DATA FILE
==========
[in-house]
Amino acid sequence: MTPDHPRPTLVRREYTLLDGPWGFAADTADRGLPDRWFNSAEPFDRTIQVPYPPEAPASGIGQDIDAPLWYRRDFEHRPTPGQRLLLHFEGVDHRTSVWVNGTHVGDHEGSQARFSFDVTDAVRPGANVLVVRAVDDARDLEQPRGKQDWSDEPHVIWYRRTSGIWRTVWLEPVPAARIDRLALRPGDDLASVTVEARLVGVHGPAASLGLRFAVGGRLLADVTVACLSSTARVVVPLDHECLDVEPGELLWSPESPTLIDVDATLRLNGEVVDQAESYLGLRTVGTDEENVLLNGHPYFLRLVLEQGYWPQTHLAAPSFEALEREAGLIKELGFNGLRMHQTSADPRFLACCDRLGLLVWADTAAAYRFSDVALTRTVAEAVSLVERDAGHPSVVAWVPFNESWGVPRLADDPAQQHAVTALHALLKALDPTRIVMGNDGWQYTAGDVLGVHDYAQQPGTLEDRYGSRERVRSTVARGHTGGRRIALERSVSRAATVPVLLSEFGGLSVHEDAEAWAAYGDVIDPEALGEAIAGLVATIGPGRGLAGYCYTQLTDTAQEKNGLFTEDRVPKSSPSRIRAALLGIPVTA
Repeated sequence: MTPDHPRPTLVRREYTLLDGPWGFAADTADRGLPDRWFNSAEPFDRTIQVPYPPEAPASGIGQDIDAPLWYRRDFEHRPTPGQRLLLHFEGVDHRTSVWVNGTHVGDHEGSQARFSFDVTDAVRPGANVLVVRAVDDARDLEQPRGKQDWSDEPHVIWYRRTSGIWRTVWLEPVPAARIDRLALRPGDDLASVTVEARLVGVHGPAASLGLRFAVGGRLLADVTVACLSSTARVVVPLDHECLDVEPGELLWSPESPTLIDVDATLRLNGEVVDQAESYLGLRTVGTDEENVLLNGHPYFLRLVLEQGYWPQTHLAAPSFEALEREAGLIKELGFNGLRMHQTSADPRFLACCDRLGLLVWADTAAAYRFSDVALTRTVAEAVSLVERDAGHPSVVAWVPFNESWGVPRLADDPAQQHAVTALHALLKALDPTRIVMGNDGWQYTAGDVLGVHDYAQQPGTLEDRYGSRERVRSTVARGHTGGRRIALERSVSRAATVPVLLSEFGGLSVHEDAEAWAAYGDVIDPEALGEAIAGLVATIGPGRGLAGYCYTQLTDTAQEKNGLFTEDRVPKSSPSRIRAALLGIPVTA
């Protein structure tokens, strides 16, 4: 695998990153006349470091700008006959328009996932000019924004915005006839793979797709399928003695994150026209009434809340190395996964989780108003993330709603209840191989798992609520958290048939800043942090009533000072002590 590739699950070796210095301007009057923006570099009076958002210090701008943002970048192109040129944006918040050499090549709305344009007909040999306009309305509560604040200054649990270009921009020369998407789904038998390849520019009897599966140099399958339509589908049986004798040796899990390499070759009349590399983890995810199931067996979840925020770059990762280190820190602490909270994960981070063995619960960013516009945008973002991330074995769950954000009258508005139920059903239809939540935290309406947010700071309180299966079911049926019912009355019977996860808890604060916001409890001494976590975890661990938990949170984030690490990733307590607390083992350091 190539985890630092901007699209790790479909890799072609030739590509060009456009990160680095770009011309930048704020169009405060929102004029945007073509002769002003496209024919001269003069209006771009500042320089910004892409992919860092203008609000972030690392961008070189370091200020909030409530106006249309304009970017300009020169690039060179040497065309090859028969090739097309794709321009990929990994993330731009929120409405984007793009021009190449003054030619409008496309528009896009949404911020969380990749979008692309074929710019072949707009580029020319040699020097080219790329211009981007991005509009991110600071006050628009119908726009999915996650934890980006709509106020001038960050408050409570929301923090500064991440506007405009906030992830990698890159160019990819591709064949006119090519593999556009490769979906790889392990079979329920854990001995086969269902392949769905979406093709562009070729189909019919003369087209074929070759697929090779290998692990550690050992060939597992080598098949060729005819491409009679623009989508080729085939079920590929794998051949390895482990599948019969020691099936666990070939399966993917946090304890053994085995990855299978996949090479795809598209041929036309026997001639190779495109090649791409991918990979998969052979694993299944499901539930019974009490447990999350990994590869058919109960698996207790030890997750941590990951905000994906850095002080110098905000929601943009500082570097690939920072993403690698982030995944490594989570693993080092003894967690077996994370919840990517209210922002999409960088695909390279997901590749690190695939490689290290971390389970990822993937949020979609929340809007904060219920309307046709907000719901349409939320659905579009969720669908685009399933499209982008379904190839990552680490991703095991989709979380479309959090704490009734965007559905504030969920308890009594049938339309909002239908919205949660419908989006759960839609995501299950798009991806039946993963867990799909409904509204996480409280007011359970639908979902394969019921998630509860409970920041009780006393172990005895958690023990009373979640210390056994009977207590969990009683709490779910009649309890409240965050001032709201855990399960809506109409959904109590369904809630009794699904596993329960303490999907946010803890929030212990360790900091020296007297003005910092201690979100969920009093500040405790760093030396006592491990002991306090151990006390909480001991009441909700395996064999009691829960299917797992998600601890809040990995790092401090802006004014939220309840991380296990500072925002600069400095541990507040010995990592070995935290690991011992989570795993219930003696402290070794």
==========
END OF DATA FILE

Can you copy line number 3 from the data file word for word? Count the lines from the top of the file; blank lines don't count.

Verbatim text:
Repeated sequence: MTPDHPRPTLVRREYTLLDGPWGFAADTADRGLPDRWFNSAEPFDRTIQVPYPPEAPASGIGQDIDAPLWYRRDFEHRPTPGQRLLLHFEGVDHRTSVWVNGTHVGDHEGSQARFSFDVTDAVRPGANVLVVRAVDDARDLEQPRGKQDWSDEPHVIWYRRTSGIWRTVWLEPVPAARIDRLALRPGDDLASVTVEARLVGVHGPAASLGLRFAVGGRLLADVTVACLSSTARVVVPLDHECLDVEPGELLWSPESPTLIDVDATLRLNGEVVDQAESYLGLRTVGTDEENVLLNGHPYFLRLVLEQGYWPQTHLAAPSFEALEREAGLIKELGFNGLRMHQTSADPRFLACCDRLGLLVWADTAAAYRFSDVALTRTVAEAVSLVERDAGHPSVVAWVPFNESWGVPRLADDPAQQHAVTALHALLKALDPTRIVMGNDGWQYTAGDVLGVHDYAQQPGTLEDRYGSRERVRSTVARGHTGGRRIALERSVSRAATVPVLLSEFGGLSVHEDAEAWAAYGDVIDPEALGEAIAGLVATIGPGRGLAGYCYTQLTDTAQEKNGLFTEDRVPKSSPSRIRAALLGIPVTA